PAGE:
Re: [TLS] TLS Proxy Server Extension

Anders Rundgren <> Tue, 02 August 2011 09:51 UTC

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Date: Tue, 02 Aug 2011 11:51:06 +0200
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Subject: Re: [TLS] TLS Proxy Server Extension
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The discussion in a nutshell:

On 2011-08-01 21:15, David McGrew wrote:
> On Aug 1, 2011, at 9:15 AM, Martin Rex wrote:
>> David McGrew wrote:
>>> Again, it seems that you do not quite understand what we are trying  
>>> to
>>> achieve.   There is current practice that uses proxies in a way that
>>> is bad for clients (and you outline many of the reasons below).  We
>>> aim to improve the situation for clients and the security of the
>>> overall solution.  One important point: it is possible to design a
>>> solution in which the proxy does not contain a CA.
>> You're trying to give the proxy the authority to impersonate
>> _every_ server.
> On the contrary, the goal here is to not have the proxy impersonate  
> any other device, at least not impersonate in the cryptographic sense.
>>  Whether it is through an super-CA-cert or whether
>> you're extending the protocol so that the client believes a forwarded
>> certificate with _no_ proof-of-posession for that cert is a mere
>> implementation detail, and has no impact of the size of the security
>> problem that you want to newly create.
> It's hard to parse that sentence, but if I understand you right, you  
> think that it is important for the client to have a strong assurance  
> that the subject of the server certificate is an active participant in  
> the session.   I agree that is a highly desirable property.
> I think the right theoretical approach to analyzing this sort of  
> protocol would be to start with a formal model of TLS as a two-party  
> authentication protocol, and extend it to accomodate a three-party  
> system with the appropriate role definitions.  Fortunately, only the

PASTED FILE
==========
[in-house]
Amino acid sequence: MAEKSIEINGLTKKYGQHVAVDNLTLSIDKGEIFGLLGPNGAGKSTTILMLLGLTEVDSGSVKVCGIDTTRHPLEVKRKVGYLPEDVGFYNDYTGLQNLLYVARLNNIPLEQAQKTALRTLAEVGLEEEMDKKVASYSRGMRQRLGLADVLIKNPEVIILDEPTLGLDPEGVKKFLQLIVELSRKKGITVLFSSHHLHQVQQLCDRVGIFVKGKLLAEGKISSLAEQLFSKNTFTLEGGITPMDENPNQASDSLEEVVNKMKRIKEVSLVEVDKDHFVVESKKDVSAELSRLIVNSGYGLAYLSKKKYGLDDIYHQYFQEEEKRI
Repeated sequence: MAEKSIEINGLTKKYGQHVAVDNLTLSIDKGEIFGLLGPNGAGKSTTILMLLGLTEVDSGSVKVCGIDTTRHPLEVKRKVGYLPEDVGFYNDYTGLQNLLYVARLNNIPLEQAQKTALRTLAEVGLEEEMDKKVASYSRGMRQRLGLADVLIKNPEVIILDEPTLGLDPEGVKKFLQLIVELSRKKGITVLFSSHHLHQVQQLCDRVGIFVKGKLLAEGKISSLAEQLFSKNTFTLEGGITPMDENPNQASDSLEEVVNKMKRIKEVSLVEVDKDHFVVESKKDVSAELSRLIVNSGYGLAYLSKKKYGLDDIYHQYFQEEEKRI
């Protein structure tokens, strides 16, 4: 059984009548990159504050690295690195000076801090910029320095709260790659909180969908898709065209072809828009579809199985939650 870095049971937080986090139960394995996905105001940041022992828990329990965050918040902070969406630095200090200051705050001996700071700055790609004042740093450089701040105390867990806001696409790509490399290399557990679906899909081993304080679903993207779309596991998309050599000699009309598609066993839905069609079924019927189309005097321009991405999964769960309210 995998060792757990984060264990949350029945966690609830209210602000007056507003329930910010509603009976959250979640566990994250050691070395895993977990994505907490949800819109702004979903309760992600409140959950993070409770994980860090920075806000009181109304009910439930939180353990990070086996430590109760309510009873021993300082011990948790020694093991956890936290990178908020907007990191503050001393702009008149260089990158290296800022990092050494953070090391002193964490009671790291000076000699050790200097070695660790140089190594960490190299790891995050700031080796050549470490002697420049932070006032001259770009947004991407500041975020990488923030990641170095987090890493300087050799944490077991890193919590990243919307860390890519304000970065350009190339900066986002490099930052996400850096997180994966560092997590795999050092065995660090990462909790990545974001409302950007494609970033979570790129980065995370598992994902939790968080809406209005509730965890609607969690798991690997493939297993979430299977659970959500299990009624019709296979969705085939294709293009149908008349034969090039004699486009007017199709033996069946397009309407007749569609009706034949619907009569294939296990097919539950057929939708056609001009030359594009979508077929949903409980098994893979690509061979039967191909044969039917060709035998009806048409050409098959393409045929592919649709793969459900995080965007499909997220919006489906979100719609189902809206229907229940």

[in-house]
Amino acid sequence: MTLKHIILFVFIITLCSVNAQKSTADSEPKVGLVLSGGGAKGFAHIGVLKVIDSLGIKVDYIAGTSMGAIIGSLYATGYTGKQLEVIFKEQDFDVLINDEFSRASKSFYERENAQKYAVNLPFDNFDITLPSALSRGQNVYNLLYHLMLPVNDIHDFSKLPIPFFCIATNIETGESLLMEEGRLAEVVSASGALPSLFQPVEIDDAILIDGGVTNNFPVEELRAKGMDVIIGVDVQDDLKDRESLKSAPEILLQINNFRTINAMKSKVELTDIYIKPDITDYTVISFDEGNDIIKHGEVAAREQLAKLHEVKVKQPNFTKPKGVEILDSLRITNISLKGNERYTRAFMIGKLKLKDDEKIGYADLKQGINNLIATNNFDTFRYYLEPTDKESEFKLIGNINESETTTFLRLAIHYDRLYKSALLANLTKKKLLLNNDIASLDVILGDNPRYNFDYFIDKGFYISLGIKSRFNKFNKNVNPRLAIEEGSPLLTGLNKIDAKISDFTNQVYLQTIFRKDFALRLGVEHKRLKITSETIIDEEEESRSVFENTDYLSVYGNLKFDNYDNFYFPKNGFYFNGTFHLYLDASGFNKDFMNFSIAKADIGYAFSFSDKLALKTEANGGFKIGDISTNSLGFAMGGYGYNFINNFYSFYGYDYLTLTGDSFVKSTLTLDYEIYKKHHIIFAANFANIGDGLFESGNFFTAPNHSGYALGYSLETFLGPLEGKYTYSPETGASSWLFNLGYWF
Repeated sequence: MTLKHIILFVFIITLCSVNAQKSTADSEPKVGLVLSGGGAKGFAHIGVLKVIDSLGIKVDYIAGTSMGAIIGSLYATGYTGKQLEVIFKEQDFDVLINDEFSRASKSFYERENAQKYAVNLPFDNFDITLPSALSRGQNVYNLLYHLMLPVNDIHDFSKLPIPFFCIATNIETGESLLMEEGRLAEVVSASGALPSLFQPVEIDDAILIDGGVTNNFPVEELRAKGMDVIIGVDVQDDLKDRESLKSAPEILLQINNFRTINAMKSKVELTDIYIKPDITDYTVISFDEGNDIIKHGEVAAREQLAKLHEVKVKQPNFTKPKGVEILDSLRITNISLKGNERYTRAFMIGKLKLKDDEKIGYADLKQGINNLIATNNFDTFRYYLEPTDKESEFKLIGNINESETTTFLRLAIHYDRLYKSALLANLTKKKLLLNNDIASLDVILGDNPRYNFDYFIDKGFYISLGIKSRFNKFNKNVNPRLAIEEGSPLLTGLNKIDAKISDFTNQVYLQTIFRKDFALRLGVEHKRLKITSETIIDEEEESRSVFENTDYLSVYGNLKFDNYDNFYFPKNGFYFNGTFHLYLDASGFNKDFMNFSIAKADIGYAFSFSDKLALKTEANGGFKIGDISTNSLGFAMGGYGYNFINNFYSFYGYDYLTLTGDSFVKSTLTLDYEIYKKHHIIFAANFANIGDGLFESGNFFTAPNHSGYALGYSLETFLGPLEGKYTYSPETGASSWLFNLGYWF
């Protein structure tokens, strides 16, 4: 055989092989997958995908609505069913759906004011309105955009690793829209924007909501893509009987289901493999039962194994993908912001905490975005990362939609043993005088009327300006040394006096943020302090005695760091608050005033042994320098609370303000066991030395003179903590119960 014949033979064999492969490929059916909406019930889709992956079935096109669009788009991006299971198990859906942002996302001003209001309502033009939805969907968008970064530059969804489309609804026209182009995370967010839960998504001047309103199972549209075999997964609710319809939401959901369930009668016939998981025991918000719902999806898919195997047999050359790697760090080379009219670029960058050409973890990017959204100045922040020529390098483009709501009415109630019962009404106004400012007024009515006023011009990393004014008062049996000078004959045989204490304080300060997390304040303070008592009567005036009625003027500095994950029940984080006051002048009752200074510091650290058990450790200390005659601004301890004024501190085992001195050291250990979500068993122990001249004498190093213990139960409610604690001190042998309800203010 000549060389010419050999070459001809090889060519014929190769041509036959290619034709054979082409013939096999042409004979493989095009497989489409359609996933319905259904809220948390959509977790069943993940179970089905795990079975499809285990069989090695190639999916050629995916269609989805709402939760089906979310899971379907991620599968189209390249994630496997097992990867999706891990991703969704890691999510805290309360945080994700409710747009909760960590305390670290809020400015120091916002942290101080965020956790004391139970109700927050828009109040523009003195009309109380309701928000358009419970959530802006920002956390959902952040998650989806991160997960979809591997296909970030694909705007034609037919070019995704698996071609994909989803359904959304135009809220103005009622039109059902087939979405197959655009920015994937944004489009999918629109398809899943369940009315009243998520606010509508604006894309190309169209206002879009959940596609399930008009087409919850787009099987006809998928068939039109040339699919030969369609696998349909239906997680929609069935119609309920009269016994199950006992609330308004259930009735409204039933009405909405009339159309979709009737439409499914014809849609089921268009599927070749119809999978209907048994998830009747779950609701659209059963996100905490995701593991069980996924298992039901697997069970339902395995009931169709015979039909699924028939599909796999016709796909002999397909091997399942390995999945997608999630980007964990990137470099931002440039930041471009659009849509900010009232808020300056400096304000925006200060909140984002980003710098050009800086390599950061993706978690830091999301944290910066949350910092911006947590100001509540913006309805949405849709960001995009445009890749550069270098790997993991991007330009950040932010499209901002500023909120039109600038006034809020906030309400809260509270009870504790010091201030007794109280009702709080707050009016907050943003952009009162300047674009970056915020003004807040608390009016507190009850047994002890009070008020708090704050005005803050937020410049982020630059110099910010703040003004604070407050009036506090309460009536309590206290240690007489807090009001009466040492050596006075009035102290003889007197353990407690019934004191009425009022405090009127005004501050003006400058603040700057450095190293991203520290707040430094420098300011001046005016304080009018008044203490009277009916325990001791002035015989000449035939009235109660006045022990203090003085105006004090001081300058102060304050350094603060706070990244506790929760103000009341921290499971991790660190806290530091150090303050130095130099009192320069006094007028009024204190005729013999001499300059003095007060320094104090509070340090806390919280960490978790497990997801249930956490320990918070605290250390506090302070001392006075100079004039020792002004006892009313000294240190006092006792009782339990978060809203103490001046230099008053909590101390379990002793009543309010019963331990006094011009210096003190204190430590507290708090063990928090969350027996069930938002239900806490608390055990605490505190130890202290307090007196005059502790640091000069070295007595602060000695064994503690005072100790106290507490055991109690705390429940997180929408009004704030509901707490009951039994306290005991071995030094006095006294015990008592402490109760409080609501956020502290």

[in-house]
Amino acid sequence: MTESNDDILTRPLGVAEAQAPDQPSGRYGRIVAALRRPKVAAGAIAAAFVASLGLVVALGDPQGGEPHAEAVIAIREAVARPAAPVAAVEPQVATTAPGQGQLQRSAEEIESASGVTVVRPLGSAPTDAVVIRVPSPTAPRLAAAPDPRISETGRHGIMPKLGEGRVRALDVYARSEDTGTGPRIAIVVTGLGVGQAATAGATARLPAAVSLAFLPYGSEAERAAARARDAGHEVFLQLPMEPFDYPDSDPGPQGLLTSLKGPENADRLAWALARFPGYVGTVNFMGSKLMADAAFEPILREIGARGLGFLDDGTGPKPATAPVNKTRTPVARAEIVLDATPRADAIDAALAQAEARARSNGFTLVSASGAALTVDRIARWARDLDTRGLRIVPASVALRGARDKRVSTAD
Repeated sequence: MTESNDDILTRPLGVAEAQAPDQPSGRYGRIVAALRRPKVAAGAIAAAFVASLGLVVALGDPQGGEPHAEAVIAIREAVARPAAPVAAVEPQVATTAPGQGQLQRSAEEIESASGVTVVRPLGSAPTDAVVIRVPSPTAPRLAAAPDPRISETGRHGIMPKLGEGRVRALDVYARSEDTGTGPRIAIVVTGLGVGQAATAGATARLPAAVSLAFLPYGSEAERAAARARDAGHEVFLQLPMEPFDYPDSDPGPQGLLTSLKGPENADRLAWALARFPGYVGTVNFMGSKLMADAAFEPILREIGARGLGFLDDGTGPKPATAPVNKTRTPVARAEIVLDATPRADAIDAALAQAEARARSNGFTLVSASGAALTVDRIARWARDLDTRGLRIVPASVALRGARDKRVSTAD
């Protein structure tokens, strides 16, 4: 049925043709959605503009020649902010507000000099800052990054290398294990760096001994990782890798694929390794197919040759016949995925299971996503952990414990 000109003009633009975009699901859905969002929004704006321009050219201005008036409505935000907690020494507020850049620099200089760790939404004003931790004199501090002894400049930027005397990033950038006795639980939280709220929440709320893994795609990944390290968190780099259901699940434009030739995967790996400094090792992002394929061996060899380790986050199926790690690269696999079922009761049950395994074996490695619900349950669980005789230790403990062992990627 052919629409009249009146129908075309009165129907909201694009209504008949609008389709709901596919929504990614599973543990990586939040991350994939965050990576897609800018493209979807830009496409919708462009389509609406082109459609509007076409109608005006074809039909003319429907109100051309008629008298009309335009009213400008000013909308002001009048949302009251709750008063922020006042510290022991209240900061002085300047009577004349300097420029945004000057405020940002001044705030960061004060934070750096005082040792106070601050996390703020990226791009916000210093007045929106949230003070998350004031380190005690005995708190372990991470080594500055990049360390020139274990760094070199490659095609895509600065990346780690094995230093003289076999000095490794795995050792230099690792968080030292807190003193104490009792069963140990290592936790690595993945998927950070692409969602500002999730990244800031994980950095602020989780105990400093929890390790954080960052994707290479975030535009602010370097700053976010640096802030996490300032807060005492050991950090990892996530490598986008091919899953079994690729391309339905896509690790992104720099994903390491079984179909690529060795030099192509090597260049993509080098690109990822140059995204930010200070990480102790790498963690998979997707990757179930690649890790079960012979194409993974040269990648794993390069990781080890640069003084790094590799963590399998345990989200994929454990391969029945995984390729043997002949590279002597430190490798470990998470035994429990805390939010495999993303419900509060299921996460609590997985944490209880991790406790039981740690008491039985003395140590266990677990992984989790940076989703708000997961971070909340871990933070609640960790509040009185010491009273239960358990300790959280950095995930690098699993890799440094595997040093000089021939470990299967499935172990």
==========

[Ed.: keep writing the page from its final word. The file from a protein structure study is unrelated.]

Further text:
> authentication aspects need to be considered, and some of the key  
> establishment goals can be ignored, which makes the analysis easier.   
> If we had the freedom to design the system from scratch, the obvious  
> approach would be to have C, S, and P each issue nonces that get  
> signed by each other party, along with the other data that gets  
> currently signed, and indication of the role of each signer.  What is  
> most interesting is: how close can one get to this ideal protocol by  
> extending TLS?
>>> Propagating TLS session key material is a worse idea for a lot of
>>> reasons.  It would be a fragile solution in which easy-to-make
>>> implementation mistakes could undermine security.
>> I'm sorry, but that is a completely bogus claim.
>> If the proxy is terminating both TLS connections, it will have access
>> to traffic encryption and mac keys of both connections can can leak
>> those just as easily.  Sharing the traffic encryption keys will not
>> make this any worse.
>>> It would require considerable new implementation work.
>> You mean because it would require an additional network channel to
>> talk to the proxy? yes.  It can not happen "by accident".
>>> It would make crypto validation considerably harder if not  
>>> impossible.
>> Nope.  That is orthogonal.
> On the above three points: allowing a proxy to coordinate betwen two  
> TLS sessions allows one to preserve most of the TLS protocol and  
> implementation.   In contrast, a solution that propagates session keys  
> will require new implementation work for the data plane, state  
> management, and so on.  If the proxy attempts to modify the session,  
> all sorts of significant crypto problems will crop up.  There will be  
> HTTP proxies that expect to modify the traffic, and it would be unwise  
> to expect that a proxy implementer would respect the injunction to not  
> modify the session, if a specification for session key propagation